Friday, January 9, 2009 at 7:35 a.m.
Fuggetabouit! If you're hungry for a neighborhood Italian deli, the kind where Tony Soprano got his cannoli and mortadella fix, look no further than Niccoli's Deli (www.niccolisdeli.com). Joe and Peppy Niccoli run this small but stellar spot on 16th Street, north of Bethany Home in Phoenix.
The business has been in the family since the 1950's. Every day the Niccolis turn out handmade pizzas, sausages, breads and baked goods, the likes of which you'd be hard pressed to find outside of large cities with ample Italian populations.
The deli's sub sandwiches -- the four meat Italian in particular -- have a near cult following. And so do both Peppy and Joe, as warm and charming as their food. And while family-run gems like this are a throw-back to an earlier era, the Niccolis are embracing the future with Joe's new blog, blog.niccolisdeli.com.
Chow Bella: How long have you been here, in this location?
Peppy Niccoli: It will be 14 years in May. This is our smallest deli, though. Joe has been doing this for 40 years. My husband's parents started the business with two uncles and an aunt in 1954. He brought me in as a manager in the 60's. We bought the business from his uncle and have been running Niccoli's Deli since 1970.
CB: Do you have customers who have been with you the whole time?
PN: Yes, absolutely. We have second and third generations of families who have been coming to us since the 50's and 60's.Their grandchildren are now our regulars.
CB: I imagine things have really changed for Niccoli's since then.
PN: In the old days, it was basically just the Italian families. Now with the food shows, and people who have traveled the world, you get people with discerning tastes. At the time, only the Italians would make their own pizza. Now, people are trying new things. They aren't afraid to make their own pasta or marinara. They buy our sausage or pepperoni and make their own pizza. People will come in and say, 'Peppy, help me make pasta', and I'll help them. I'll even give them my recipe and I'll write it down. I'll show them what tomatoes are the best.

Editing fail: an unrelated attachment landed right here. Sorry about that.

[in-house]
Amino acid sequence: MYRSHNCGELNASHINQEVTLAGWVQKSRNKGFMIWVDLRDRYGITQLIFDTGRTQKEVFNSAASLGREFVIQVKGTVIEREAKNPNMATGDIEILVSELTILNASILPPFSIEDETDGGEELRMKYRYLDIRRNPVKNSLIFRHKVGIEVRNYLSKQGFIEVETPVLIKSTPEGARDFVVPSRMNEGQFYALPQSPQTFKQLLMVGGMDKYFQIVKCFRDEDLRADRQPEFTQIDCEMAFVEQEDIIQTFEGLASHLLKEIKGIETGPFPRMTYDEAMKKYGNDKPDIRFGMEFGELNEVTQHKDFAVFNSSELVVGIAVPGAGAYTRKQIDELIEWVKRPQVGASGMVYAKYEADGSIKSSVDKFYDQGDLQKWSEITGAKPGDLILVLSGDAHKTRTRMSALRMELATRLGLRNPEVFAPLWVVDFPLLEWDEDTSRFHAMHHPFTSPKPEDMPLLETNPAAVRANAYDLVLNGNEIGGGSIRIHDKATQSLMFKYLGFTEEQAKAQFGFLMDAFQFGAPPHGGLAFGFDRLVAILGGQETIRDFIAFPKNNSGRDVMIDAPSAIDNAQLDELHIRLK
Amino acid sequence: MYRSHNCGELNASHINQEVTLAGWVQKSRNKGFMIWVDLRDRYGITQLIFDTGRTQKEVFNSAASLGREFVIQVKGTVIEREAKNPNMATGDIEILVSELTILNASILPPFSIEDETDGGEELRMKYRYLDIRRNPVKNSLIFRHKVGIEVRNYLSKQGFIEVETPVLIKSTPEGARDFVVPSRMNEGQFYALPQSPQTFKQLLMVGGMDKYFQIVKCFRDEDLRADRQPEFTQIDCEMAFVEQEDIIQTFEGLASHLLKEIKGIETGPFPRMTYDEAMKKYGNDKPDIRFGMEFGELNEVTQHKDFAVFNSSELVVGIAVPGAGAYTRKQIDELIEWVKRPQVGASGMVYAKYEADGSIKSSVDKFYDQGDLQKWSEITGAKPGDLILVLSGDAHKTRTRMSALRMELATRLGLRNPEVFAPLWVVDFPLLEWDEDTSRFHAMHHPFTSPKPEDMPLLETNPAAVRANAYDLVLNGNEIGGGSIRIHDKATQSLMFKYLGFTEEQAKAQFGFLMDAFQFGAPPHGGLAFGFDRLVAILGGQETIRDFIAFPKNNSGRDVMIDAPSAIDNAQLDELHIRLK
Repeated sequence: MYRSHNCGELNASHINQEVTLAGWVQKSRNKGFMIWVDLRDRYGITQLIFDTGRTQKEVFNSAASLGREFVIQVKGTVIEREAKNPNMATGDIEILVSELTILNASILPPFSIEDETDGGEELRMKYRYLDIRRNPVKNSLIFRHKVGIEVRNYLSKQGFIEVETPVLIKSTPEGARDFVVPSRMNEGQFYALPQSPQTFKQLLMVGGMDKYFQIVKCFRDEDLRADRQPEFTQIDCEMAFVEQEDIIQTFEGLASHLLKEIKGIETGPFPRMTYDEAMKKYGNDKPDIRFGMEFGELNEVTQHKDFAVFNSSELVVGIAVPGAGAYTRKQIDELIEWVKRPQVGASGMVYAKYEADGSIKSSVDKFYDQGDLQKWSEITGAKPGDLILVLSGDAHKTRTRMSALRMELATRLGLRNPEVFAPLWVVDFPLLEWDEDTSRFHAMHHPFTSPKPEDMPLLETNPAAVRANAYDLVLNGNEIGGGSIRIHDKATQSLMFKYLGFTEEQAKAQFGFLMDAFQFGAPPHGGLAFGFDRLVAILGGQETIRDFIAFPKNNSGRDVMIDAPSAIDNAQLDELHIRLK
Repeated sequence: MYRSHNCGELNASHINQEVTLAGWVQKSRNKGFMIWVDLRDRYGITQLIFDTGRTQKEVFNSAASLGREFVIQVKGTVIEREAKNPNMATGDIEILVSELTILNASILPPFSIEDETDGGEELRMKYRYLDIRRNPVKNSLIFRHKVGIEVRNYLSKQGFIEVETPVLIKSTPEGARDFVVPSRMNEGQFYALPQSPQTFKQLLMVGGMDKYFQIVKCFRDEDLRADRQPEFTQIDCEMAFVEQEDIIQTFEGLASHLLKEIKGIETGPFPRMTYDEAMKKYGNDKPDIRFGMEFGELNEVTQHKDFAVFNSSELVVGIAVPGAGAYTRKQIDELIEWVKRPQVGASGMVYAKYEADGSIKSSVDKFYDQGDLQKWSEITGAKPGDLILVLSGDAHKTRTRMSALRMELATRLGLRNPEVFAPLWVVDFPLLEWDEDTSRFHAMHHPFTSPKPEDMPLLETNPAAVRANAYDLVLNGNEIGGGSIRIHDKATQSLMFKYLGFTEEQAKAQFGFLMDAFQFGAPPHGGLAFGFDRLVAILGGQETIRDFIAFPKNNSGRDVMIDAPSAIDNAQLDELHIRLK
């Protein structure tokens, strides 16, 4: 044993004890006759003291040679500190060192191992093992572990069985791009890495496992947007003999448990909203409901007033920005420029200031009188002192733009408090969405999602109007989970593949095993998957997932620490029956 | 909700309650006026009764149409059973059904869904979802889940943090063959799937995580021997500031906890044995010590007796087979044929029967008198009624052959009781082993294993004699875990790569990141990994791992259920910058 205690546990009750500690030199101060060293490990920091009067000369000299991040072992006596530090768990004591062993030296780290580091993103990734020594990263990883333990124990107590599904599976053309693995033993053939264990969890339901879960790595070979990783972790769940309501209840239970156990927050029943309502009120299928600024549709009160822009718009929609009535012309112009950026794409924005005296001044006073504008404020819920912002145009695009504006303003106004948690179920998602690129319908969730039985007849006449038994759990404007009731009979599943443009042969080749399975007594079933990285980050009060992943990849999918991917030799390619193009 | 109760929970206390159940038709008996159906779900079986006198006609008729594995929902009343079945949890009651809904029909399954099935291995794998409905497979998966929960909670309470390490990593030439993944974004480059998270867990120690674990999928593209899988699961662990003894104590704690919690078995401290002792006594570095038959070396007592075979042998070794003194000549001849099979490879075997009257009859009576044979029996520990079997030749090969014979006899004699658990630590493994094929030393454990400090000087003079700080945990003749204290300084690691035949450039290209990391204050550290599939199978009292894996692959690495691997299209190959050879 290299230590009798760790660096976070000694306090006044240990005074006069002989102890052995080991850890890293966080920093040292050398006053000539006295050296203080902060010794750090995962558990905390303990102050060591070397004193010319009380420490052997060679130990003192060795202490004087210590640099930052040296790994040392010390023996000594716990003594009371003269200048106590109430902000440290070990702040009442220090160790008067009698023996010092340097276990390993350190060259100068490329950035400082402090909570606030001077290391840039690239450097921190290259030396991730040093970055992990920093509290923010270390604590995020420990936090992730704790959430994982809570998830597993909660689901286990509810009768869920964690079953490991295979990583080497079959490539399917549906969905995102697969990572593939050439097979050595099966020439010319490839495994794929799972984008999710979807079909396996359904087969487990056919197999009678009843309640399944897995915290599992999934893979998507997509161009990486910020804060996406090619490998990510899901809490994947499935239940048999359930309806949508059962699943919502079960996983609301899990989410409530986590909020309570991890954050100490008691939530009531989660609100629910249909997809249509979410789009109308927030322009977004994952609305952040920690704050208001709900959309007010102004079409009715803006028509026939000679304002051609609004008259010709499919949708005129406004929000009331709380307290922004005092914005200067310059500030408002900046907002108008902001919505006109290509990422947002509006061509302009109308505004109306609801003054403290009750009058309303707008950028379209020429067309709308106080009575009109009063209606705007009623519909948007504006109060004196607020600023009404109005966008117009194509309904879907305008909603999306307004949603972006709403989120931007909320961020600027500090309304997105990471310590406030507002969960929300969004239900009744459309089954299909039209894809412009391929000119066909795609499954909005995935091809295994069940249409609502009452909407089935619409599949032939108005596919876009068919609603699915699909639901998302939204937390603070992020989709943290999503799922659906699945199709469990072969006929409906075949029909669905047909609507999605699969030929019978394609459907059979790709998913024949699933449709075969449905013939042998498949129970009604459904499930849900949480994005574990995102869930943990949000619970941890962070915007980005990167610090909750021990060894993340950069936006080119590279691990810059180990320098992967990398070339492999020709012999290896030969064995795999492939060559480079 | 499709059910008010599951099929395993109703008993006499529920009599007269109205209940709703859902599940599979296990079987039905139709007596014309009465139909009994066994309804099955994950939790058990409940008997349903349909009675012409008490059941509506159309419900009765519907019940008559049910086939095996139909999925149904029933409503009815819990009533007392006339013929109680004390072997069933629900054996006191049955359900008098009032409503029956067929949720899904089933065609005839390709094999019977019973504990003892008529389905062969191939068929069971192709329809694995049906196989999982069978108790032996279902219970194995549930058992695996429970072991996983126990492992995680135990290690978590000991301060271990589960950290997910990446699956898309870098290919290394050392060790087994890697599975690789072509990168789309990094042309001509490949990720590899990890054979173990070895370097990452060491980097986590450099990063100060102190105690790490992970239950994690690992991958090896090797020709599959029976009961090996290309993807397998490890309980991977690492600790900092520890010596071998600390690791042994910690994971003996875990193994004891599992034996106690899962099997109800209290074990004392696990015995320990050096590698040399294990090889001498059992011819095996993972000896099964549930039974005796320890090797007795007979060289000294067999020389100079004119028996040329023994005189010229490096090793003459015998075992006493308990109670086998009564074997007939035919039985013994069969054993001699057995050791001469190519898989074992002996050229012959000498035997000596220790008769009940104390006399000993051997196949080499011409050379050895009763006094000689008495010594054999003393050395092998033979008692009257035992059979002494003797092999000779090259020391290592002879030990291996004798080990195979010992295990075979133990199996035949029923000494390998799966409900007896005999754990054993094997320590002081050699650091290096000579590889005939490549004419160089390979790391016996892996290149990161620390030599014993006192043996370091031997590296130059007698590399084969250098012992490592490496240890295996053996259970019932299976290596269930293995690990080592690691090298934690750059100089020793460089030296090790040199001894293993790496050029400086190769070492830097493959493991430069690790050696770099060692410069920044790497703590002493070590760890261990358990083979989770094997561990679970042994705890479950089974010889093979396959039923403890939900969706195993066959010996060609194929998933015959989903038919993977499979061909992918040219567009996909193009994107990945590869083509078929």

CB: How many pounds of sausage do you make in a day?
Joe Niccoli: It depends. On an average day, between 20 and 30 pounds. On the weekend it will be alot more, and during the holidays even more than that. It's usually between 500 and 700 pounds a week.
CB: Wow! That's a lot of sausage!
PN: That's not all he makes, either. Every day he cooks and bakes - breads, rolls, cookies, cannoli, sfogiatelle, pizza dough.
CB: Do you cook, Peppy?
PN: I do now. I asked my mother-in-law to teach me how to make Italian food. I wasn't Italian, but I am now (laughter). It was like she gave me a million dollars, when she taught me to cook. I learned how to make sauces, pastas, and pizelles. You can do a lot of things with those, they are delightful! It takes me hours to make pizelles, and you need a special machine.
CB: After all these years, you must have some special memories. What is your favorite?
PN: Our first store was a lot bigger back in the 50's. We had proscuitto hanging from the ceiling, live snails, lots of things the health department won't let us have now. Frank Sinatra came in and put his arm around me and said, 'This is just like back home in New Jersey'.